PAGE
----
Villa a world away from Copacabana
IT has the whiff of heresy: Rio de Janeiro without a beach. Santa Teresa, a hilly district of cobblestoned streets, elegant mansions and lush gardens, is a world away from the statuesque sunworshippers who strut Ipanema’s waterfront. But that’s the point.
First populated in the 19th century by wellheeled businessmen, Santa Teresa remained an exclusive enclave until rising crime sent the wealthy fleeing to the southern suburbs in the 1960s. Artists led the first wave of its regeneration, snapping up low-cost studio space in the grandiose abandoned mansions.
More recently, a slew of stylish B & Bs and hotels, along with security cameras and better policing, have brought foreign tourists to the area, drawn by its artistic heritage and village feel. ‘‘ You can walk safely on any street around here,’’ a local artist tells me. ‘‘ You might get lost, but you’ll be lost in paradise.’’
Santa Teresa’s steeply inclined streets twist and turn past creeper-covered mansions, washed in rose, ochre and salmon. Verdant gardens of flamboyant and Indian laburnum, their boughs festooned with epiphytes, lianas and mistletoe, provide a home for hummingbirds and flycatchers.
Unexpected views open up at every street corner of the Sugarloaf Mountain, Mt Corcovado and Guanabara Bay.
The Solar de Santa is set amid a garden bursting with mango, starfruit and banana, and alive to the whistles, hoots and croaks of subtropical birdsong. Stone steps rise through this symphony of nature to a colonial-era mansion, its fortress-thick walls washed in brilliant white.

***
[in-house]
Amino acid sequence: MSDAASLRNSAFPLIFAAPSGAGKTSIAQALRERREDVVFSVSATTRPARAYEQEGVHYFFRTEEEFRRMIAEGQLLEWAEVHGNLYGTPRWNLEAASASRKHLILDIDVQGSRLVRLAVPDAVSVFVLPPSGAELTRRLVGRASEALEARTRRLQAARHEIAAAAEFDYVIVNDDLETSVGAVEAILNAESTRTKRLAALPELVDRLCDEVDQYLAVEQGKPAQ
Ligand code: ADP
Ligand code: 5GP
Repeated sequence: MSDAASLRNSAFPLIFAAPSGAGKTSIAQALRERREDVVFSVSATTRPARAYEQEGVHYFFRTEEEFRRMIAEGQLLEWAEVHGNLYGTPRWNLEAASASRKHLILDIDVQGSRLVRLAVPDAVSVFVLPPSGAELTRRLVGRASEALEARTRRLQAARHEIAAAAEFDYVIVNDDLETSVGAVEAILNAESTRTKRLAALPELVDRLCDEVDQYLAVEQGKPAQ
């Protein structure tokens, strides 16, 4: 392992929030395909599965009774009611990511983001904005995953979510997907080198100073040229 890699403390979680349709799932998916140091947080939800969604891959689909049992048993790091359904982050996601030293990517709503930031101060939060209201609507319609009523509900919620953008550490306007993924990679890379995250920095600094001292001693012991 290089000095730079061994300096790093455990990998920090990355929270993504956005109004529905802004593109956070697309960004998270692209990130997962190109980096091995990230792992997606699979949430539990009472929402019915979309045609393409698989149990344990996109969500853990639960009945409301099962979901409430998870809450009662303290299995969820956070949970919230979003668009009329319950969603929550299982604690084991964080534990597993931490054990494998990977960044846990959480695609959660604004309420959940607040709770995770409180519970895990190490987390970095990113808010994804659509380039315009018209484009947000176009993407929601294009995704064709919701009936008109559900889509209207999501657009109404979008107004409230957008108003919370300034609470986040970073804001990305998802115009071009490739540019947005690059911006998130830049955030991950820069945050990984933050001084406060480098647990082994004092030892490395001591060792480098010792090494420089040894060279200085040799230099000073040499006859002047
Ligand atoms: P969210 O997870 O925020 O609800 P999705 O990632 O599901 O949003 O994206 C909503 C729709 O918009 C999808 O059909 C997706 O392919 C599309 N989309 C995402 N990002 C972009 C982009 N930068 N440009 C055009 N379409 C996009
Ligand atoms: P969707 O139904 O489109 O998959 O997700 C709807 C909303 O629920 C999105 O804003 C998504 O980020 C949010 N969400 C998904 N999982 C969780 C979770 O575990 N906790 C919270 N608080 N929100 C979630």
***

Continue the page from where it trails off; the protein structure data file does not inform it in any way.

Quebec-born owner Gwenael Allan, who helped set up the Montreal-based Cirque du Soleil empire, restored the property in 2006 and opened it as a conventional hotel. From March 31, however, the house will be available for holiday rentals only, making it Rio’s first fully staffed private villa.
‘‘ There just aren’t many houses left in Rio, and none at all in Copacabana and Ipanema,’’ explains Canadian-born manager Jennifer McLaughlin. ‘‘ Most were torn down long ago to make way for apartment buildings.’’
My footsteps echo beneath soaring ceilings as I venture into a light-filled sitting room scattered with traditional ceramics and conceptual works by Brazilian artists. Beyond, a glassed-in breakfast terrace opens on to a deck and alfresco bar and dining space, each overlooking the lush garden.
Four vast rooms line the first-floor corridor, each named after a local bird species (murals of them are painted beside the bed) and sparsely decorated with locally designed furniture and a discreet scattering of naive art. Each opens on to a deep veranda. Outside, a separate bungalow nestles in the garden.
Common spaces include a swimming pool and guests’ kitchen, complete with instructions on making a caipirinha. A delicious breakfast of fresh fruits and juices, locally grown coffee and freshly baked breads, is provided daily, while housekeeping is also included.
The Solar de Santa’s real strength is its concierge service. Staff match guests’ interests to experts in Brazilian culture, setting up events or meetings with specialists in food, music or the arts. Additional help, such as an Englishspeaking chef, butler, chauffeur or babysitter, can be procured on demand.
Sunny side up: Solar de Santa in Santa Teresa